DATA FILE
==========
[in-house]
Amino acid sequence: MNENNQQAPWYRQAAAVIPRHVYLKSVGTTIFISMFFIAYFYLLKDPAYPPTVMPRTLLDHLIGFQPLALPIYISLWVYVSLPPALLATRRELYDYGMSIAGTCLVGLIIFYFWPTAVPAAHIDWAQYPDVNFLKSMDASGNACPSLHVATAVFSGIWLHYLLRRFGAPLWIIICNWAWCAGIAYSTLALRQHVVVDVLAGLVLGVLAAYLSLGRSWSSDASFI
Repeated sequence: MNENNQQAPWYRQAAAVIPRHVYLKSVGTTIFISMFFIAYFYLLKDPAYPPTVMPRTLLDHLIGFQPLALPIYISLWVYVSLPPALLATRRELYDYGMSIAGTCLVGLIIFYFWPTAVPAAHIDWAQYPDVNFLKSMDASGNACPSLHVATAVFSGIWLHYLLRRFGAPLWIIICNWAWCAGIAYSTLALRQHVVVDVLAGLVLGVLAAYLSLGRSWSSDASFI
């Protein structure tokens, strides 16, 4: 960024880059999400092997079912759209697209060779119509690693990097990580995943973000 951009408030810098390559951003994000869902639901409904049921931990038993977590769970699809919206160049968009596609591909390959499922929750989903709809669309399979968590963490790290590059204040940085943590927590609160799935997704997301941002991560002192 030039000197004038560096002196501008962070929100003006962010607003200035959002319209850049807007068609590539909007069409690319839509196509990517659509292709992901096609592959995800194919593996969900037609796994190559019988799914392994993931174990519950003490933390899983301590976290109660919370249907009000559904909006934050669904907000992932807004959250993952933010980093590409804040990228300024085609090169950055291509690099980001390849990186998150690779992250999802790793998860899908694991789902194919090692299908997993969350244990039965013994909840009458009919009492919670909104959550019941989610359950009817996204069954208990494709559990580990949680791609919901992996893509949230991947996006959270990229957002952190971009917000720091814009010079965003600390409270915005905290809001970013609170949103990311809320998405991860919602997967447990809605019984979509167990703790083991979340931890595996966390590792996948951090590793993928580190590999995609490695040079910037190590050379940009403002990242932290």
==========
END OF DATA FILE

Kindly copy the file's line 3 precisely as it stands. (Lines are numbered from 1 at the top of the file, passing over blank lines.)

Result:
Repeated sequence: MNENNQQAPWYRQAAAVIPRHVYLKSVGTTIFISMFFIAYFYLLKDPAYPPTVMPRTLLDHLIGFQPLALPIYISLWVYVSLPPALLATRRELYDYGMSIAGTCLVGLIIFYFWPTAVPAAHIDWAQYPDVNFLKSMDASGNACPSLHVATAVFSGIWLHYLLRRFGAPLWIIICNWAWCAGIAYSTLALRQHVVVDVLAGLVLGVLAAYLSLGRSWSSDASFI